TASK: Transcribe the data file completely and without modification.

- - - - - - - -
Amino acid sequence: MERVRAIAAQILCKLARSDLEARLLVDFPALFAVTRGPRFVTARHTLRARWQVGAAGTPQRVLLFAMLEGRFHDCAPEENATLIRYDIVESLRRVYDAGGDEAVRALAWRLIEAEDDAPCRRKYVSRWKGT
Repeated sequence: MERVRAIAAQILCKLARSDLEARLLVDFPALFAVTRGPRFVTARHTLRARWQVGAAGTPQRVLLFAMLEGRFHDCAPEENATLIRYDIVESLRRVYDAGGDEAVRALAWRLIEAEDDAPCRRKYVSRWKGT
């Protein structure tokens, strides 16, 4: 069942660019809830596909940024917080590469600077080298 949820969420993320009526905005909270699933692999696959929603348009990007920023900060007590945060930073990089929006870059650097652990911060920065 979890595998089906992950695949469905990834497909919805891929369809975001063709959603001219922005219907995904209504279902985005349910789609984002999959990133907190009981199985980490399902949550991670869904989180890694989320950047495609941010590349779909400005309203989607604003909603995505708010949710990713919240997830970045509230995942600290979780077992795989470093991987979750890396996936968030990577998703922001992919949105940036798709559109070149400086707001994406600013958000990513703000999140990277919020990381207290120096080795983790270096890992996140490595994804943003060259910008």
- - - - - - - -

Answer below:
Amino acid sequence: MERVRAIAAQILCKLARSDLEARLLVDFPALFAVTRGPRFVTARHTLRARWQVGAAGTPQRVLLFAMLEGRFHDCAPEENATLIRYDIVESLRRVYDAGGDEAVRALAWRLIEAEDDAPCRRKYVSRWKGT
Repeated sequence: MERVRAIAAQILCKLARSDLEARLLVDFPALFAVTRGPRFVTARHTLRARWQVGAAGTPQRVLLFAMLEGRFHDCAPEENATLIRYDIVESLRRVYDAGGDEAVRALAWRLIEAEDDAPCRRKYVSRWKGT
């Protein structure tokens, strides 16, 4: 069942660019809830596909940024917080590469600077080298 949820969420993320009526905005909270699933692999696959929603348009990007920023900060007590945060930073990089929006870059650097652990911060920065 979890595998089906992950695949469905990834497909919805891929369809975001063709959603001219922005219907995904209504279902985005349910789609984002999959990133907190009981199985980490399902949550991670869904989180890694989320950047495609941010590349779909400005309203989607604003909603995505708010949710990713919240997830970045509230995942600290979780077992795989470093991987979750890396996936968030990577998703922001992919949105940036798709559109070149400086707001994406600013958000990513703000999140990277919020990381207290120096080795983790270096890992996140490595994804943003060259910008």